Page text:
In May 2018, Donald Trump commissioned the US Department of Commerce to investigate whether car imports constitute a threat to US national security. It would seem so according to figures, but that is no more than an excuse to impose tariffs, writes Dr Clemens Fuest.
Dr Clemens Fuest is the president of the Ifo Institute, a Munich-based think tank, and director of the Center for Economic Studies at the University of Munich.
In its investigation, the US Department of Commerce points out that the share of cars imported into the US market has risen from 32% to 48% over the last 20 years. Between 1990 and 2017, the number of jobs in the US automotive industry fell by 22%.
US firms accounted for only 20% of global research and development expenditure in the automotive sector, and for just 7% of car production. It therefore seems very likely that the US government will argue that car imports pose a threat to national security. But it is no excuse to impose tariffs.
Who would be affected by the import tariffs? Donald Trump first called for higher taxes on all the Mercedes-Benz and BMWs sold in the US way back in the 1990s. So car tariffs primarily seem to be directed against Germany.
But in fact, other countries will be hit harder by the tariffs for two reasons: firstly, the majority of car imports into the US do not come from Germany, but from Mexico, Canada and Japan. In 2017, Mexico cars worth a total of $46 billion were imported by the US, followed by Canada with $42 billion and Japan with $40 billion. These three countries together account for two-thirds of car exports to the US.
They are followed by Germany, trailing a long way behind in fourth position, exporting a total of $20 billion worth of cars to the US. Of course, there may always be tariff exemptions for individual countries. Germany’s surprisingly low share of imports is partly due to the fact that Volkswagen, BMW and Daimler also produce a share of their cars sold in the US domestically.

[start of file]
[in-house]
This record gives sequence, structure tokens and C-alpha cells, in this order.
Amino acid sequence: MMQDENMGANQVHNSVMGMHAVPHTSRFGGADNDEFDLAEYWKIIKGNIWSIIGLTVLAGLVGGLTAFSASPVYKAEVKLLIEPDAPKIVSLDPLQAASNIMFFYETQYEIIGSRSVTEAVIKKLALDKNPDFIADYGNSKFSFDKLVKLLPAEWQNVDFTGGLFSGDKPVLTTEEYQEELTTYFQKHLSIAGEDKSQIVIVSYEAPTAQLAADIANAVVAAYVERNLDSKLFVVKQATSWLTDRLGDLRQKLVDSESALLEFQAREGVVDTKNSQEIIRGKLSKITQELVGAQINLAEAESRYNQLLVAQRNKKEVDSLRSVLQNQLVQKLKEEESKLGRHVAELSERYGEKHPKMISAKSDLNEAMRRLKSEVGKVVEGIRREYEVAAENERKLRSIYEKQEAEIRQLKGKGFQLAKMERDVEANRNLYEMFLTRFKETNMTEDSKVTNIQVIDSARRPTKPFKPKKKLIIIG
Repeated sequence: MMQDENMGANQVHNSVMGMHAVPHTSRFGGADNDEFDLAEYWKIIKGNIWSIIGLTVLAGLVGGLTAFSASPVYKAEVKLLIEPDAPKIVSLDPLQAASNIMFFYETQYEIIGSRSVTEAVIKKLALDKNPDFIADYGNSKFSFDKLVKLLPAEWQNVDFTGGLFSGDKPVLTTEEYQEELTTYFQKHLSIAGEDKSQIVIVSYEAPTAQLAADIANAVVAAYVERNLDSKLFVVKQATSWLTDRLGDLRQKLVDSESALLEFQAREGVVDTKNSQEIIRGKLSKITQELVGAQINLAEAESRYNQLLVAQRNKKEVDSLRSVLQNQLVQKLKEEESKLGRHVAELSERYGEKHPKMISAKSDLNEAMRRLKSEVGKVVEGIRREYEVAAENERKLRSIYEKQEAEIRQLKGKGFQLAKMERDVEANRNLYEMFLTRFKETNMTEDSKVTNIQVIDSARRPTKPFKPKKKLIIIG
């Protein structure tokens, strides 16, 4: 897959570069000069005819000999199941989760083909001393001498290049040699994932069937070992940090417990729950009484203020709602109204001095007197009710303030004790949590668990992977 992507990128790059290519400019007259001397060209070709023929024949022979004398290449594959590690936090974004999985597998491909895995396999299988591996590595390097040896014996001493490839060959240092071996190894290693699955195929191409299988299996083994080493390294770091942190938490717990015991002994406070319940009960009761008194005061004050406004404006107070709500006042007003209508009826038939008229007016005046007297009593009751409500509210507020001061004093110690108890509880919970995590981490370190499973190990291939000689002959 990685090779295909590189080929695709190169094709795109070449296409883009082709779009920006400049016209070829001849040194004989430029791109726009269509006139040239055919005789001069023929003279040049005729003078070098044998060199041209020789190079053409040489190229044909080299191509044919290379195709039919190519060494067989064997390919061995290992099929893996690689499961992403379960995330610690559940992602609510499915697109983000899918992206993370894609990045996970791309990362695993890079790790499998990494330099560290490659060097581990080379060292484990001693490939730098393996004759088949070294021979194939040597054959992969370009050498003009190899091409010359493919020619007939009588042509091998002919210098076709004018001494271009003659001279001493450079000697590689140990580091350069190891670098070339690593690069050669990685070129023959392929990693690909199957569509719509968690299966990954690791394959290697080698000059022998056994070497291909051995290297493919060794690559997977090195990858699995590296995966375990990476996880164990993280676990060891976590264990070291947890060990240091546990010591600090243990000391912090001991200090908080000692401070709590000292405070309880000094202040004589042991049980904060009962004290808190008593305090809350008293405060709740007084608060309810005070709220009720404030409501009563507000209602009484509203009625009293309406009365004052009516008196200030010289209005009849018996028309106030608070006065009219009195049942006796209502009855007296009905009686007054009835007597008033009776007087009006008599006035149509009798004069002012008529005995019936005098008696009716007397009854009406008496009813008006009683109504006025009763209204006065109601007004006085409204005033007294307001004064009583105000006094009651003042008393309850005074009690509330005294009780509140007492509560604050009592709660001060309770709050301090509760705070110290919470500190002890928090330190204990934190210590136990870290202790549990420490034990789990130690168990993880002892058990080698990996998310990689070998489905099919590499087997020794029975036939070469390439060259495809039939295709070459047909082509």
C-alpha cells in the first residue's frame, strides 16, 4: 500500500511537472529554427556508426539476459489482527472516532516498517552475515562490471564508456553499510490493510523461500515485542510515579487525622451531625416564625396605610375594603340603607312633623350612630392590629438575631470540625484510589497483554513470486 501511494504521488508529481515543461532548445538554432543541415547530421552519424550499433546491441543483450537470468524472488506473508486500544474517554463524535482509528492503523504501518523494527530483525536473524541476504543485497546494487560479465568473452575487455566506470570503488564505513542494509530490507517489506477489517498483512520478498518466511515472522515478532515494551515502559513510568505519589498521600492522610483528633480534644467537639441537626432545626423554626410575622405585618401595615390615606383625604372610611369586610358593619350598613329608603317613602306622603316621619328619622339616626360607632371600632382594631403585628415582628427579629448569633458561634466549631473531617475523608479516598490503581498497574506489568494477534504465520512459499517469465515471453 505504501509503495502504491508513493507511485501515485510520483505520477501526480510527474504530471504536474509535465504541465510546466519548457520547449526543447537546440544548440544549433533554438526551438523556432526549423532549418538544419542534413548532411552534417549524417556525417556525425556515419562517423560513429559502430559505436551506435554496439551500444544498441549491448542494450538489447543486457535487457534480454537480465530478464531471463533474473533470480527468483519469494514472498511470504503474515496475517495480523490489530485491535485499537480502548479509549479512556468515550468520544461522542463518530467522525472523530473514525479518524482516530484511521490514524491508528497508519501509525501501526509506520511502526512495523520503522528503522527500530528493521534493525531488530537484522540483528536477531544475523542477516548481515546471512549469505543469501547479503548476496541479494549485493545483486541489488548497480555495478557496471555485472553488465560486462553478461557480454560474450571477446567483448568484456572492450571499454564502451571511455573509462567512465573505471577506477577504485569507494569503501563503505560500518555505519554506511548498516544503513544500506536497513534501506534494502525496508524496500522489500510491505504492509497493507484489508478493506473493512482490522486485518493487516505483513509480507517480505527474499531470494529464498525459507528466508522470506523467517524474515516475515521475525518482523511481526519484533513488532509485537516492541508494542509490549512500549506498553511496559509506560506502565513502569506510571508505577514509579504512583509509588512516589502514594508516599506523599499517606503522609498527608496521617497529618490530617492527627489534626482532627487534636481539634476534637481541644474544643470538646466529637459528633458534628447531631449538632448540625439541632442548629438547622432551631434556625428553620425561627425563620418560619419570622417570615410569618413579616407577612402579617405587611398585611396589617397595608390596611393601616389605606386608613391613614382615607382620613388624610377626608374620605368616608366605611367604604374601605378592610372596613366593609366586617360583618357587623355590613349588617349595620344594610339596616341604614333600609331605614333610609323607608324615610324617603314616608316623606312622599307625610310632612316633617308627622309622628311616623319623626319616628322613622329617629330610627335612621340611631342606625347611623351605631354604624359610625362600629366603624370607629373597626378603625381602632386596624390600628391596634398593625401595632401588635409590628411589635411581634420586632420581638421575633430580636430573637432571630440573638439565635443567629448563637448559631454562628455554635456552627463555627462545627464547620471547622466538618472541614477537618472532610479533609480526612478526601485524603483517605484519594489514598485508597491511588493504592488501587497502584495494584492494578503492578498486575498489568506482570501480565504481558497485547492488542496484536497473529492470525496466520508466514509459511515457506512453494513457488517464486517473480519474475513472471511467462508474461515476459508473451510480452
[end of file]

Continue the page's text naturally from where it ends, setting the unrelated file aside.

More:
Secondly, Audi, BMW and Mercedes-Benz buyers can be expected to react less sensitively to price increases than consumers in the mass market. This would suggest that German manufacturers could pass on a larger share of punitive tariffs to their buyers than producers from other countries.
US punitive tariffs on cars would nevertheless be a burden on the German economy. Calculations by ifo researcher Gabriel Felbermayr show that a 25% US punitive tariff on cars would reduce Germany’s GDP by €5 billion.
In the debate over US punitive tariffs, it is often argued that Donald Trump’s goal is to divide Europe. Germany is by far the biggest car exporter to the US among all EU states. The next largest European car exporter is Britain, which is leaving the EU and does not count, followed by Italy with an export volume of almost $5 billion.
Many expect that Germany’s EU partners may refuse to take retaliatory measures. Only Germany would suffer from US auto tariffs, while everyone would have to bear the costs of retaliatory measures.
This assumption overlooks the fact that German car exports include a large volume of intermediate inputs provided by car component suppliers that are largely based in Italy, France, Austria and the Visegrad countries. In Hungary, for example, losses from car tariffs measured as a percentage of Hungary’s GDP would be even higher than in Germany.
What is the right response to the US threats of car tariffs? German car manufacturers have now suggested getting rid of car tariffs altogether in transatlantic trade, instead of introducing new tariffs. This would be desirable in principle, but given the trade imbalance, it is unlikely that the US would agree to a reduction in tariffs that was only limited to cars.
Any such agreement would also violate GATT rules. The most-favoured-nation-clause would demand that all countries should benefit from the reduction in tariffs. Article 24 of the GATT agreement only allows for divergences from this rule as part of free trade agreements that cover “the majority of trade” between two countries, and not just cars.
If the US does actually decide to levy punitive tariffs on cars, it is important that the EU shows unity. This is not self-evident, despite cross-border links in the automotive industry.
At the last G7 summit, Italy’s government, for example, departed from the stance adopted by the other EU countries in discussing the EU’s relations with Russia. The EU should take retaliatory measures and apply equally high retaliatory tariffs on US exports to Europe. It is particularly important to avoid giving the impression in US domestic political debates that Trump’s protectionism has no cost for the US.
Another aspect is important: more cars from Japan and other countries can be expected to arrive in European markets. The EU should not react with tit-for-tat protectionist measures, as this would merely lead to an escalation in the trade war.
If the US wishes to isolate itself from world trade, then we cannot stop it from doing so. But we should not allow protectionism to spread any further.